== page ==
Secondly, Singer has found that effective altruism brings meaning and a deeper sense of fulfilment to our lives, so that ‘by doing good we feel good’. However, he advises not to give to the extent that we cease to live happily ourselves. Excessive austerity to increase our capacity to give can diminish our capacity to meet our own basic level of emotional, physical and mental needs and therefore be counterproductive. Here Singer introduces Julia who, when young, decided it would be immoral to have children as the time and money she could otherwise donate could cost others their lives. Later she realised that her decision was making her miserable and was able to readjust to satisfy her longing for motherhood while still meeting her altruistic needs. In Julia’s words:

We don’t need people making sacrifices that leave them drained and miserable. We need people who can walk cheerfully over the world, or at least to do their damnedest. 

Thirdly, Singer shows how effective altruism sheds new light on an old philosophical question: ‘Can reason play a crucial role in determining how we live?’ Or are we hardwired to be driven only by our innate needs and emotional responses? What drives some people to look beyond their own immediate interests and those of their loved ones to include the interests of strangers, future generations and animals? Singer responds to these questions through such people as Rhema Hokama, a Harvard doctoral student, who lives on a yearly income of $27 000. Influenced by her Hawaiian community values, she chooses to adapt to a lifestyle that allows her to donate five per cent of her income annually and still live comfortably:

She likes to remind herself that [she earns] 16 times the average global income of $1,680 pa [which] places her in the world’s richest 4.4% . In other words, of the world’s 7.2 billion people about 6.9 billion earn less than Rhema.

In 2014 she donated to the Fistula Foundation in Ethiopia, an organisation that for $450 repairs obstetric fistulas, allowing women to recover from a condition that otherwise condemns them to social isolation: ‘Giving back a portion of my earnings is the least I can do to help other women receive the necessary surgery for injuries that are almost non-existent in the developed world.’ It also relieves Rhema of any guilt she may feel, knowing that she is helping to create the kind of world she wants to live in.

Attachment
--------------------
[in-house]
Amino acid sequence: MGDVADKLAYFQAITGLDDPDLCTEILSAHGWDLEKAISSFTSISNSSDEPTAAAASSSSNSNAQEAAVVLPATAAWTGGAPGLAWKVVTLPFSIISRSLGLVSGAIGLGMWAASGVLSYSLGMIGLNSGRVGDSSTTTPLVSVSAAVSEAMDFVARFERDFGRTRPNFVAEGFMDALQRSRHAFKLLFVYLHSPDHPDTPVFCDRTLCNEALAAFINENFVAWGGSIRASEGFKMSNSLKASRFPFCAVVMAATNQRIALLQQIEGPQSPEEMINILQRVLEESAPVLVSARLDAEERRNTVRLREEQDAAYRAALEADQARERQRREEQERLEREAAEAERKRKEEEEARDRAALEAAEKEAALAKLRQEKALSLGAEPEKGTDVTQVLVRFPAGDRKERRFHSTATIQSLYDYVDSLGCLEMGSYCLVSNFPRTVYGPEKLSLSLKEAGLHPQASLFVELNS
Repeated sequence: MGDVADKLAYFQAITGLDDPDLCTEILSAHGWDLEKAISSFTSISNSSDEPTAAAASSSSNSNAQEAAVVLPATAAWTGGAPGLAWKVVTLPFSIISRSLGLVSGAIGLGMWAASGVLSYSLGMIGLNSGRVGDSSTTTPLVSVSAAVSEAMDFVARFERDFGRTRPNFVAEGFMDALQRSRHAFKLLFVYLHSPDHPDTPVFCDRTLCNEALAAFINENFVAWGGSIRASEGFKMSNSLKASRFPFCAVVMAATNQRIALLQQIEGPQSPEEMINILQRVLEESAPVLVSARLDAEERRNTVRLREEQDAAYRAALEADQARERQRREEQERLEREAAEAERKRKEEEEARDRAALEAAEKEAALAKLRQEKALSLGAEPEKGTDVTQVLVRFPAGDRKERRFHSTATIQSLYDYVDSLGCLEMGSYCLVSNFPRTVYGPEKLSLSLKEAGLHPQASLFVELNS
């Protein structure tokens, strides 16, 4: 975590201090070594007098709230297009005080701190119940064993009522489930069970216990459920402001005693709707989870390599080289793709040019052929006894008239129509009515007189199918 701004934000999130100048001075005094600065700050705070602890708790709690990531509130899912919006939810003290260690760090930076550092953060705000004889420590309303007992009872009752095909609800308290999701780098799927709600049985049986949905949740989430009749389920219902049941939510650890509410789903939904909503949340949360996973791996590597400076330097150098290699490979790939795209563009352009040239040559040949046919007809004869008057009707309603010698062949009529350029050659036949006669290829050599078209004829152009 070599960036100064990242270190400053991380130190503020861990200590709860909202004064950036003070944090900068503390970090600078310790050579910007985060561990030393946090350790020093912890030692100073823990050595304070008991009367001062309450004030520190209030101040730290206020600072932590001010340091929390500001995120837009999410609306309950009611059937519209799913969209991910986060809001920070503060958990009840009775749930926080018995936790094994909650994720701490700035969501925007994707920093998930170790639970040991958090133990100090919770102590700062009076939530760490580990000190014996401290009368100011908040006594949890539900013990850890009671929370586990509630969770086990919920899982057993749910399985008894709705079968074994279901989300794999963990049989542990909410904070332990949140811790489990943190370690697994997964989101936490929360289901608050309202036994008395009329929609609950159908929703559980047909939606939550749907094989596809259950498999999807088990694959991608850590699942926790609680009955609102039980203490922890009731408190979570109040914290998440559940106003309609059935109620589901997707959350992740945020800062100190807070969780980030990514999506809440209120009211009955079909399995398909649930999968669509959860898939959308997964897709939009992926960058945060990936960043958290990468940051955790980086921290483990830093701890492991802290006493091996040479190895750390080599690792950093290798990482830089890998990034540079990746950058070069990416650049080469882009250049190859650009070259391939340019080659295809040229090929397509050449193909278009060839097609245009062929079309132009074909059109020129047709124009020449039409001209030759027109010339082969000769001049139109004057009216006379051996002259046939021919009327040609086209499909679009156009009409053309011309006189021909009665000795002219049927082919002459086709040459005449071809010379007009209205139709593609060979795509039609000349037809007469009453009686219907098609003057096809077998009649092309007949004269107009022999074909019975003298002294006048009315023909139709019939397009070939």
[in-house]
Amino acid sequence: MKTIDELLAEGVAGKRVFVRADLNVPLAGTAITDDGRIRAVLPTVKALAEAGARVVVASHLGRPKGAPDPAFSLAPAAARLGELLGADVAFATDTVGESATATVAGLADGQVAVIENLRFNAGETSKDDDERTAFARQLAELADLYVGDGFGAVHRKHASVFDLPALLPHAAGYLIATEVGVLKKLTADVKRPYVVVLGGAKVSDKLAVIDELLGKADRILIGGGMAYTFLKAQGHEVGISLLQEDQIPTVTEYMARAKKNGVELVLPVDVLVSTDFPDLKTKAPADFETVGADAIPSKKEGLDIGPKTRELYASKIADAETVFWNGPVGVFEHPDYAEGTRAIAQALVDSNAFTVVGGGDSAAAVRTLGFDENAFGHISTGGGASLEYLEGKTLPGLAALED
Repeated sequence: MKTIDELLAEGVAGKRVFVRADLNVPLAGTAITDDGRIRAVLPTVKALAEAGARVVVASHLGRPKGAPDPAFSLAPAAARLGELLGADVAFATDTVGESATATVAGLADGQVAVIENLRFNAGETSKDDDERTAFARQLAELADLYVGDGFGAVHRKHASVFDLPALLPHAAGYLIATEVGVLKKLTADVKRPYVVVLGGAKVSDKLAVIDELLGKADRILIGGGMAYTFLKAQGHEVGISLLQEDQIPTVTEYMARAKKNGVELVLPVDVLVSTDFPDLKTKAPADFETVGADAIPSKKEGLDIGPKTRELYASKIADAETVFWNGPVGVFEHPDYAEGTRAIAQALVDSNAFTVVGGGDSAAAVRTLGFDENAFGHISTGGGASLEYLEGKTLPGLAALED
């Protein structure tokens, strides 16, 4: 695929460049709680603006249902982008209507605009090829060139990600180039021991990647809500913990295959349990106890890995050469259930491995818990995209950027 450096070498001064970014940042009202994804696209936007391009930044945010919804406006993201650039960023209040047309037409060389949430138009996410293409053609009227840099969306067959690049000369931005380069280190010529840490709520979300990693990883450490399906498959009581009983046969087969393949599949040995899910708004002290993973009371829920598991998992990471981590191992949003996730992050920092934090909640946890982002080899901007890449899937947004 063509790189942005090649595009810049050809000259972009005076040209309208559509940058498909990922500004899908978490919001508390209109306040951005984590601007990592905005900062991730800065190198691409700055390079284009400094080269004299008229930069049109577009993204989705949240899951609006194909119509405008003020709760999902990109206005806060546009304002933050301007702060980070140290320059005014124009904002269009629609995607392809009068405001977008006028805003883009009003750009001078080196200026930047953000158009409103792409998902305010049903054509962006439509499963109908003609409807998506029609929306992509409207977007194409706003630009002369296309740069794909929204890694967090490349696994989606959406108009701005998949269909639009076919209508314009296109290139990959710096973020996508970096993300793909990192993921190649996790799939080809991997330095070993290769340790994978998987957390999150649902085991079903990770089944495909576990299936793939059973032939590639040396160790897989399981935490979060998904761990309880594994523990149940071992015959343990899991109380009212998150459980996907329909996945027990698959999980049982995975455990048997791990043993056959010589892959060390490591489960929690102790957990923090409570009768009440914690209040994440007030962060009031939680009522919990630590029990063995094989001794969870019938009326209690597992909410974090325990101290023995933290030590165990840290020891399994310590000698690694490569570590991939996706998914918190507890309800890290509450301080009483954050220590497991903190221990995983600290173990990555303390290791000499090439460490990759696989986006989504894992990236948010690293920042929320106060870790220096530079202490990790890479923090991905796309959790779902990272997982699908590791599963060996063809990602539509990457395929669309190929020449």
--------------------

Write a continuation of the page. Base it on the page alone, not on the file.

Finally, Singer looks at how, despite long-held scepticism, those practising effective altruism are proof that people can be motivated by concern for others beyond their immediate family and social circles. He identifies Ian Ross, who ‘offers the most remarkable example of a life committed to maximising giving’. In college Ross realised the suffering modern animal agriculture causes and so became a vegan. His logic is that each of us is responsible for what we do and refrain from doing. If we can relieve the suffering animal agriculture causes, we have a responsibility to do so. He then applied that logic to how he lives. While working for renowned international corporations, including McKinsey’s and the Disney Corporation, Ross helped start Hampton Creek Foods, producing plant-based egg substitutes which are already reducing the demand for eggs. In 2014 he earned $400 000, donating more than 95 per cent of his after-tax earnings to charities. He lives an enjoyable life within an annual budget of $9000, following his ethical ideas according to logic. He does not see his decision to live without a partner and family as a sacrifice as this was always his intention.

Singer concludes his book with ‘A Note to Readers in Australia and New Zealand’, pointing out that while doing all the good you can do is universal, how to do it varies from country to country. In seeking a career in politics or advocating for better government policies on global poverty or better treatment for animals, an individual’s success is more likely in a small country like Australia or New Zealand than in a more populated one like the US. On the other hand, countries with greater resources produce more effective aid programs.

It is relevant to point out that Singer’s belief that effective altruism is growing is based on anecdotal evidence rather than statistical. But we know that his arguments about animal welfare and vegetarianism have moved millions to change their lives. The philosophical, logical and ethical case Singer puts for a simple idea is compelling – that each of us has the capacity and opportunity to use our abilities, time and money to help others. The Most Good You Can Do is an optimistic and persuasive look at the positive impact that giving can have on the world.

Peter Singer The Most Good You Can Do: How effective altruism is changing the world Text 2015 PB 256pp $32.99

Suzanne Marks is a member of the Board of the Jessie Street National Women’s Library, dedicated to the preservation of Australian women’s writing and the Sydney University Chancellor’s Committee, which raises money to support disadvantaged students. Her professional life has been in equity, human rights and conflict resolution.

You can buy this book from Abbey’s at a 10% discount by quoting the promotion code NEWTOWNREVIEW here or you can buy it from Booktopia here.

To see if it is available from Newtown Library, click here.